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ME/CFS as a Mitochondrial Disease

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Reproduced with generous permission from the April 2008 issue of Dr. Bell’s e-newsletter, Lyndonville News.

ME/CFS is a disorder involving the cells’ energy-producing mitochondria – but it’s a mitochondrial disease like no other, Dr. Bell believes. He explains why it hasn’t been diagnosed, classified, and studied like other kinds of mitochondrial diseases – and why a change may be “just around the corner.”


In the past week I have seen two patients who had an exercise lactate test which showed an elevation of blood lactate after mild exercise [considered a sign of mitochondrial damage]. They were told by their physician that they had “mitochondrial disease.” They were advised to take some vitamins, maybe some CoQ-10, and have a nice day. Like nearly everything else, the term mitochondrial disease left these patients feeling bewildered and somewhat lost.

While I agree that ME/CFS is a mitochondrial disease, this term needs clarification because ME/CFS is a mitochondrial disease like no other.

Until recently, when a child was diagnosed as having a mitochondrial disease, it was a disaster, even a death sentence, for it meant that there were major abnormalities in the mitochondrial or nuclear DNA that regulated energy production. Without energy (ATP) it is impossible to survive. These diseases are called MELAS, Kearns-Sayre, Leber hereditary optic neuropathy, and so on. Nearly three hundred mitochondrial illnesses have been identified from genetic mutations. It is a specialized area of pediatrics, where it is possible to measure severe abnormalities in the mitochondria on muscle biopsy testing.

This is what most clinicians think of when the words "mitochondrial disease" are mentioned, but these illnesses do not, in general, apply to ME/CFS. Many patients with ME/CFS have had muscle biopsies, and most of the mitochondrial tests on these biopsies are relatively normal. We will return to why this is in a bit.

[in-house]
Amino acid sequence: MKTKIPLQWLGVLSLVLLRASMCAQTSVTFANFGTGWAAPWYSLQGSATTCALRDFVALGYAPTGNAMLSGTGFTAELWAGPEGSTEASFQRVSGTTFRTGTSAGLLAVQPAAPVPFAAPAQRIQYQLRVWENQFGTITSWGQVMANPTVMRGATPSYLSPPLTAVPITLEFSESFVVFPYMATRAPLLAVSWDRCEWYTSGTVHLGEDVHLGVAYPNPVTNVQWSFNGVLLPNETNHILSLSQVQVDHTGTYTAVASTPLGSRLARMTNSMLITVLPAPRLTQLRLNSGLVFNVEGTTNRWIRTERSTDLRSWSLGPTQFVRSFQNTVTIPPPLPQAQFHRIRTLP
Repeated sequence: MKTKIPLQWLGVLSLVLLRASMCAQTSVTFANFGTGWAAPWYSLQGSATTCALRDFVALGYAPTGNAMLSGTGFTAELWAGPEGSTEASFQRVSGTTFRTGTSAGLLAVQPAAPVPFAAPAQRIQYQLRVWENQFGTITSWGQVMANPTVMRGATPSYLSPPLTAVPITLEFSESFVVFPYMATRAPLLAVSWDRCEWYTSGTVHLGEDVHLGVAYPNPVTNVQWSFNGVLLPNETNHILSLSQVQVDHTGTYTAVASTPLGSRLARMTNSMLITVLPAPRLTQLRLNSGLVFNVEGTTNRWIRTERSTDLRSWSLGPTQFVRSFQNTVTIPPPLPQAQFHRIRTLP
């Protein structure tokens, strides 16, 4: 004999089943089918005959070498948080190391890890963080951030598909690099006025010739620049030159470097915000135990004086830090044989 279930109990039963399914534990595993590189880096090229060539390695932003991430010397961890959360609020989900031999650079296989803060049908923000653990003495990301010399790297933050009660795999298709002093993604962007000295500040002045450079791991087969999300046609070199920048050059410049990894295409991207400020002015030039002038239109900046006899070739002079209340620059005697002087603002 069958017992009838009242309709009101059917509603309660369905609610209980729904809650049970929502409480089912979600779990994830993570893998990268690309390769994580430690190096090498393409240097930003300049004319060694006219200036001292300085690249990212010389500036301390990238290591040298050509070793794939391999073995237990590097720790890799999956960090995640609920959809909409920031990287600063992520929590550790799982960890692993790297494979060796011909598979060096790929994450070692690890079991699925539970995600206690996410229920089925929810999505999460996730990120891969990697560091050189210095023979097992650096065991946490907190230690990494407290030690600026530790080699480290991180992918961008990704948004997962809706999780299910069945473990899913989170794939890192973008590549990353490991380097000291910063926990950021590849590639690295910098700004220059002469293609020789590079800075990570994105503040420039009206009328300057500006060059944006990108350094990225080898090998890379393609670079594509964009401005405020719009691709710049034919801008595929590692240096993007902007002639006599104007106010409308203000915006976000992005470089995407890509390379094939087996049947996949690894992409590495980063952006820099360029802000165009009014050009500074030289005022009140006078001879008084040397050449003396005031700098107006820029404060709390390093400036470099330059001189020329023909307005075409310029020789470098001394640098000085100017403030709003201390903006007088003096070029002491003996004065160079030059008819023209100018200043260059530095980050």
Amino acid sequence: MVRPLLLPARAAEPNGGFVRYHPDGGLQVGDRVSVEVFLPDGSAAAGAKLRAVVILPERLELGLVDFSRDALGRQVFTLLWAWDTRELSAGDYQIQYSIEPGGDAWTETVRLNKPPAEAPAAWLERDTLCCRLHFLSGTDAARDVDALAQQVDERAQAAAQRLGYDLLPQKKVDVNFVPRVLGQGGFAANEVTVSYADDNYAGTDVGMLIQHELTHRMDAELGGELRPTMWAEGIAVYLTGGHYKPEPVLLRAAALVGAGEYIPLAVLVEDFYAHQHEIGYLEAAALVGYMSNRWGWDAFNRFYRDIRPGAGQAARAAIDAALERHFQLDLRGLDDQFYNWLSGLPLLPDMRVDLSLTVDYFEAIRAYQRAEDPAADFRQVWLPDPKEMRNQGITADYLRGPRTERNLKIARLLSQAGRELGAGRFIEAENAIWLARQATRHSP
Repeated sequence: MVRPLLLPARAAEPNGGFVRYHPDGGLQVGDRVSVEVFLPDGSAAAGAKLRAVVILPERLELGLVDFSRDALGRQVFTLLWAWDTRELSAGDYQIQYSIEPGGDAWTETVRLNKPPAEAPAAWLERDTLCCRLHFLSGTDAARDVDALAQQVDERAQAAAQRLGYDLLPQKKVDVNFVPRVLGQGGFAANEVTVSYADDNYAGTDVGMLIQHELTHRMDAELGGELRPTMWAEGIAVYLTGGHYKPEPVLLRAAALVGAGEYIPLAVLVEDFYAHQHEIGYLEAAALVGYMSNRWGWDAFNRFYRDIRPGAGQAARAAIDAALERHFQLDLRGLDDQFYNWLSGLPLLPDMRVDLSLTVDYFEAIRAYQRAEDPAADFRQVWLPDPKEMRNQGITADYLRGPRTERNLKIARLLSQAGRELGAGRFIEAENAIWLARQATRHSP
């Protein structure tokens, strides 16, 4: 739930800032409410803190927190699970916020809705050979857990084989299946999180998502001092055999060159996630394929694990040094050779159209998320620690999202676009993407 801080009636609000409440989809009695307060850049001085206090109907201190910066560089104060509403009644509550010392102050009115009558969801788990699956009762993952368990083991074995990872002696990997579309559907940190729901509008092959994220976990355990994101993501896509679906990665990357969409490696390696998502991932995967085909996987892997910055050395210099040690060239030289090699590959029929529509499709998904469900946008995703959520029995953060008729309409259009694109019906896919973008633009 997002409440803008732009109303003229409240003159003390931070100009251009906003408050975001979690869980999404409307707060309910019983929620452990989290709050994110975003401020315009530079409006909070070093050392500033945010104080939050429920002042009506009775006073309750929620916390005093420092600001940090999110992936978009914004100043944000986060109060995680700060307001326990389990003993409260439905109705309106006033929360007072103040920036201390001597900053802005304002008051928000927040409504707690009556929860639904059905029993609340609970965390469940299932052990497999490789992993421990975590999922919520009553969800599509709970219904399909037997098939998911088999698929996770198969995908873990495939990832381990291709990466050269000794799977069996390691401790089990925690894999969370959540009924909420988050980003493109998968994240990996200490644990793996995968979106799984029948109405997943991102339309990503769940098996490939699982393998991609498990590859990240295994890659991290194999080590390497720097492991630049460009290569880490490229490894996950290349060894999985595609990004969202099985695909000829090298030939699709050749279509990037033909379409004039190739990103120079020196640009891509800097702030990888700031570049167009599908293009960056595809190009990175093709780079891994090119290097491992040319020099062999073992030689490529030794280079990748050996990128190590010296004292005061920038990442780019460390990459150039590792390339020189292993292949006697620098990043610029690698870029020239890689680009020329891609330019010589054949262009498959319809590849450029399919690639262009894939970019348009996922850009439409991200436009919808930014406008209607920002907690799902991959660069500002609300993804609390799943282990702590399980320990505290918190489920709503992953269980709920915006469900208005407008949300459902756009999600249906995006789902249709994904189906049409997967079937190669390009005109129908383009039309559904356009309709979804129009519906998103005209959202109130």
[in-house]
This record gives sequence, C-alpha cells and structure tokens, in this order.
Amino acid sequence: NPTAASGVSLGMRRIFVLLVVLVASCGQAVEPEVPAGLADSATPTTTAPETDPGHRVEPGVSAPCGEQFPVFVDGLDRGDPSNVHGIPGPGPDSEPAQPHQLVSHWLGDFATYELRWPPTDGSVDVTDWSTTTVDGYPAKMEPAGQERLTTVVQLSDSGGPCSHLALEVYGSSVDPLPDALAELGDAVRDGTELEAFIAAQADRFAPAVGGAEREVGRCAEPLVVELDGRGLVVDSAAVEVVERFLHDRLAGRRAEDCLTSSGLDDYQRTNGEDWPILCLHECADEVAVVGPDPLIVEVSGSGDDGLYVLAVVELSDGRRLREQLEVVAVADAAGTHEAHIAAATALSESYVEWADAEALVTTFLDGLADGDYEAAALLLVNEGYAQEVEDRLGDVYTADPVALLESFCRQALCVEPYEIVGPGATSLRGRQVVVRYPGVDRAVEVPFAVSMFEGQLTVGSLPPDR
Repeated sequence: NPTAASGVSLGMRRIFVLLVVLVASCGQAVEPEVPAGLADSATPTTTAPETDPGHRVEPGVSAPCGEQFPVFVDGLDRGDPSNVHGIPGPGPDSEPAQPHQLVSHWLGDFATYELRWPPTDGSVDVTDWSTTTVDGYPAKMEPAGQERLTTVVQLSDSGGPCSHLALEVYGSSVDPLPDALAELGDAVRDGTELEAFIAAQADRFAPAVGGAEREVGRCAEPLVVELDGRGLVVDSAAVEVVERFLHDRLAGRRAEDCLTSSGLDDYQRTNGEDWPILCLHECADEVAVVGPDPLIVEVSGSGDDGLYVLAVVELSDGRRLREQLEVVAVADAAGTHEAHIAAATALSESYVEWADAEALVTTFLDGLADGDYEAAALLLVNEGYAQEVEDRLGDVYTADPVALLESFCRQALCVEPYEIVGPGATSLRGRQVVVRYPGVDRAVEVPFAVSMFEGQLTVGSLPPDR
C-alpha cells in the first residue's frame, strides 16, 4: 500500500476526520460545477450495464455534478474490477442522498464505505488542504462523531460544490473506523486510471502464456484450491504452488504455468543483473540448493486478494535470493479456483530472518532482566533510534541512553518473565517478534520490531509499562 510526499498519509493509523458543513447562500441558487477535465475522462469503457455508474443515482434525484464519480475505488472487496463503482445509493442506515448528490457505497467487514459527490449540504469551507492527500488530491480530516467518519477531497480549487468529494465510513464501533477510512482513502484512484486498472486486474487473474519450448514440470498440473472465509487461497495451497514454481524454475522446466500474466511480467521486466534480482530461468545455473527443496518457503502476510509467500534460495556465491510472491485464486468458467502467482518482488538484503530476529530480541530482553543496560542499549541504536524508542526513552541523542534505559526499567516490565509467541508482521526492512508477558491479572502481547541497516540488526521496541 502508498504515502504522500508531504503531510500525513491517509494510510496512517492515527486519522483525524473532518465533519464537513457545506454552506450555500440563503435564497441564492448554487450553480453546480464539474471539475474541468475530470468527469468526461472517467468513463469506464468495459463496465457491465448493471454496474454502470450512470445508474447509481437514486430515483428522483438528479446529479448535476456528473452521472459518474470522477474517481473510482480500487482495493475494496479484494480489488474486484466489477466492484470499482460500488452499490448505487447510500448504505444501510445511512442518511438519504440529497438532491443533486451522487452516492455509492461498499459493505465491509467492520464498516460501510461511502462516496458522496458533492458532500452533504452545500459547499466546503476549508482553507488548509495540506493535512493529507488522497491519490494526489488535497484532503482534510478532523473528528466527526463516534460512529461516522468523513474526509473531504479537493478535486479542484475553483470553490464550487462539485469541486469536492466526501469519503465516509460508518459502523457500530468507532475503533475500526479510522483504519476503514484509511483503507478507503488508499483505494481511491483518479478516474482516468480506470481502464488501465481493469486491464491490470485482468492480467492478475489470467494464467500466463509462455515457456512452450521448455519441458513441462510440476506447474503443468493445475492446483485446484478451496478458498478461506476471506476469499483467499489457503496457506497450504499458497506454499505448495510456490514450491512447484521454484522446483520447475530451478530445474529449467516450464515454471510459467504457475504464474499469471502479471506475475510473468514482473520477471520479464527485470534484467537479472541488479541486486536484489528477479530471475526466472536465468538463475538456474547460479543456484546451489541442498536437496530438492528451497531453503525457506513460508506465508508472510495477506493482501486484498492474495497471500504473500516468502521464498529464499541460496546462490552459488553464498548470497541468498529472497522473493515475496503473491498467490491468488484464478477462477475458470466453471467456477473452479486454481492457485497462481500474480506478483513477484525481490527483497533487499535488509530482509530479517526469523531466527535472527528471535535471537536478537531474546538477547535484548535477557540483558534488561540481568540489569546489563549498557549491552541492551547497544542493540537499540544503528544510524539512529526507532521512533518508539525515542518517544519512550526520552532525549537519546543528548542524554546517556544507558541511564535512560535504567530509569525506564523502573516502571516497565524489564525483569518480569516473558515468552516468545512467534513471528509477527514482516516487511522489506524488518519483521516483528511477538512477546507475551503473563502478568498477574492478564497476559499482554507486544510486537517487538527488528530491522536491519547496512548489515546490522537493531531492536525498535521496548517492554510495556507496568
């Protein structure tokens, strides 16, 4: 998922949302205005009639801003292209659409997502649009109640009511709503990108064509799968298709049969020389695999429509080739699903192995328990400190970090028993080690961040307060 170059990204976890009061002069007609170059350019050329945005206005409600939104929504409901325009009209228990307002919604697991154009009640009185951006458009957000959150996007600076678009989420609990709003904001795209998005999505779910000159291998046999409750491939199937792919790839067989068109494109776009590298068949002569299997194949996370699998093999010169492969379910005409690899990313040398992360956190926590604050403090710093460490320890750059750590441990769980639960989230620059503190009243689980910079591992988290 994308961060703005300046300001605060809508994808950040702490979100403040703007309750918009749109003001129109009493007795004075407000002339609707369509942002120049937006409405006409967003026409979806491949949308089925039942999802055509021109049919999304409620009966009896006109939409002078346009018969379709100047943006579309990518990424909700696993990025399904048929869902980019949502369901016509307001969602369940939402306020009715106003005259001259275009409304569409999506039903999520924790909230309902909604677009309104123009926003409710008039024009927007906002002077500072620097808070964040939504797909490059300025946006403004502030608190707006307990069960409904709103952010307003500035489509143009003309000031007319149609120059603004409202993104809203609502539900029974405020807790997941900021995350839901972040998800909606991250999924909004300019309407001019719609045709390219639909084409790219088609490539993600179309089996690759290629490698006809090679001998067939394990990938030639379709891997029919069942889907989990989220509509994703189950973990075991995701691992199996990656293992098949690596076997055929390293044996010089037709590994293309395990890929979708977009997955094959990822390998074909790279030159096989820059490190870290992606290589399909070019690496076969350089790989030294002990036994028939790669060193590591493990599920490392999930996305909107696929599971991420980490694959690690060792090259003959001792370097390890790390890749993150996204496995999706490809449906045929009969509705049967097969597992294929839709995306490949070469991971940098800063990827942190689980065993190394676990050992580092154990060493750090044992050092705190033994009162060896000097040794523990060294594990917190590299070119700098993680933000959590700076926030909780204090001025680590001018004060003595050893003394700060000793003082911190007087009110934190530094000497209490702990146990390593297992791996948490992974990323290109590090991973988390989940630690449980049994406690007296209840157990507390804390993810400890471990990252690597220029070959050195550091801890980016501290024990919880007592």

What are Mitochondria?

Think of mitochondria as the power factories of the cell.

  • Nearly every cell in the body has them, usually around 500 or so in every cell.
  • They take in oxygen and glucose (blood sugar) and put out carbon dioxide and energy (ATP).

There are two hundred different steps in this process, and we will quiz you after this article. Actually, all you need to know is that:

  • ATP is the prime energy storage chemical (battery) of the body, and
  • Oxidative phosphorylation (ox-phos) is the complex of electron transport chains that do the major work of conversion.

Because the mechanism of energy production is essential to nearly every cell, a defect will have symptoms in every organ system. Sound familiar? Oxidative metabolism, the ability to utilize oxygen to produce energy, is quite efficient, and it is fascinating to look at the theories of how it came to be part of our cells.

However, when the energy demand is excessive, the cells revert to a more primitive, and less efficient, form of energy production – anaerobic metabolism (metabolism without oxygen). For an interesting study on the anaerobic threshold [point of reversion] in ME/CFS, see the literature review that follows.

When to Suspect Mitochondrial Disease

In a recent review article (Haas et al., 2007) there is a list of symptoms that suggest looking for mitochondrial disease. Among these symptoms are neurologic symptoms such as ataxia (coordination problems), myoclonus (twitching), and encephalopathy (brain injury), exercise intolerance, sensitivity to general anesthesia, and constipation.

A score sheet has been developed to help in when to suspect mitochondrial disease – and most ME/CFS patients would fall into the positive range. For lots of information on mitochondria please go to http://www.mitosoc.org. But remember that they are talking about “conventional” mitochondrial disorders, not ME/CFS.

A Mitochondrial Problem Can Be
Secondary to Some Other Problem

There is another form of mitochondrial disease, or “secondary mitochondrial disease.” In secondary mitochondrial disease the primary problem is not with the mitochondria, but some other problem that messes up mitochondrial function. There are many illnesses where the primary defect ends up causing problems with the generation of energy in mitochondria.